Good luck

Dan Prager said...

Interesting comment: there's a good discussion to be had here.

Combat sports like boxing ban a considerable range of techniques so that they are somewhat safe to practice at full intensity: long-term brain injuries aside.

As soon as you have rules, protective gear, and/or practice weapons -- e.g. wooden weapons instead of sharp, metal ones -- of course it changes the dynamic of training.

There's no doubt that training as you fight breeds toughness, commitment, and development of reflexive habits.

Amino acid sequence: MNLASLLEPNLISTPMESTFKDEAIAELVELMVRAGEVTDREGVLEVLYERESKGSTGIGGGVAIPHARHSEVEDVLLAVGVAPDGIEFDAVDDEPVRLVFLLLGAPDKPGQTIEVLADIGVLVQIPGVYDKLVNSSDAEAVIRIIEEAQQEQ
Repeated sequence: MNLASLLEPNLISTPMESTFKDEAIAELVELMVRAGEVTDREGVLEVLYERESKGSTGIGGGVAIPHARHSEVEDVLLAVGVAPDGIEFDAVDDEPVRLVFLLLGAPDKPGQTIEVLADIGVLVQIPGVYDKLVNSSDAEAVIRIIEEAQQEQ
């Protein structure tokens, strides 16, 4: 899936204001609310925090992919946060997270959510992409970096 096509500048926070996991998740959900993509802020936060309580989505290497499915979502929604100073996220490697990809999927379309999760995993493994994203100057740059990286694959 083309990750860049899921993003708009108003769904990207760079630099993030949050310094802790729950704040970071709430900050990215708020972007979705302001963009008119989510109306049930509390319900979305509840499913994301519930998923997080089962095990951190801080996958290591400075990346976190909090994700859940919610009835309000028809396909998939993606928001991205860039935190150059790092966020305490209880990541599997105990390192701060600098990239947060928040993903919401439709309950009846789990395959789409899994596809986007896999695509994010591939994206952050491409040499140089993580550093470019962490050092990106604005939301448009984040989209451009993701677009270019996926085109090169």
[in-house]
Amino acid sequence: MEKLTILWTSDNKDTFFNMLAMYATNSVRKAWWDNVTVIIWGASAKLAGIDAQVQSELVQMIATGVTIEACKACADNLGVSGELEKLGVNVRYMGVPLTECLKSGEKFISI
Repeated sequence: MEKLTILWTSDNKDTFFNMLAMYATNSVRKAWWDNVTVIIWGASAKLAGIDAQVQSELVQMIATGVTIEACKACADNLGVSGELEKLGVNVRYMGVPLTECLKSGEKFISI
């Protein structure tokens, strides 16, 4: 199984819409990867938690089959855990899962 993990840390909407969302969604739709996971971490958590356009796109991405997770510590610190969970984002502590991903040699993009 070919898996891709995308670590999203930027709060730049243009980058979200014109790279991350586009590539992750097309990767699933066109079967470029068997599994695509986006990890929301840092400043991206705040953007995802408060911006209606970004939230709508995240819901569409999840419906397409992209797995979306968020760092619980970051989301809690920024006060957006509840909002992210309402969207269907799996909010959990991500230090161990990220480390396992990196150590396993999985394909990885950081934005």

But I prefer to make the distinction between deliberate practice and intense training in order to encourage the development of skill and finesse, and to address areas of weakness.

Also: once you allow *really* dangerous techniques in your repertoire, there will need to be a sportive mode to allow for realistic practice, and a non-sportive, more cooperative mode to train the unsafe stuff. Being able to pull out the "banned techniques" -- that you have not been able to practice at full intensity -- in a real self-defence situation is a question and a challenge to different training modes.

A balance must be sought.

Anonymous said...

Hi Dan,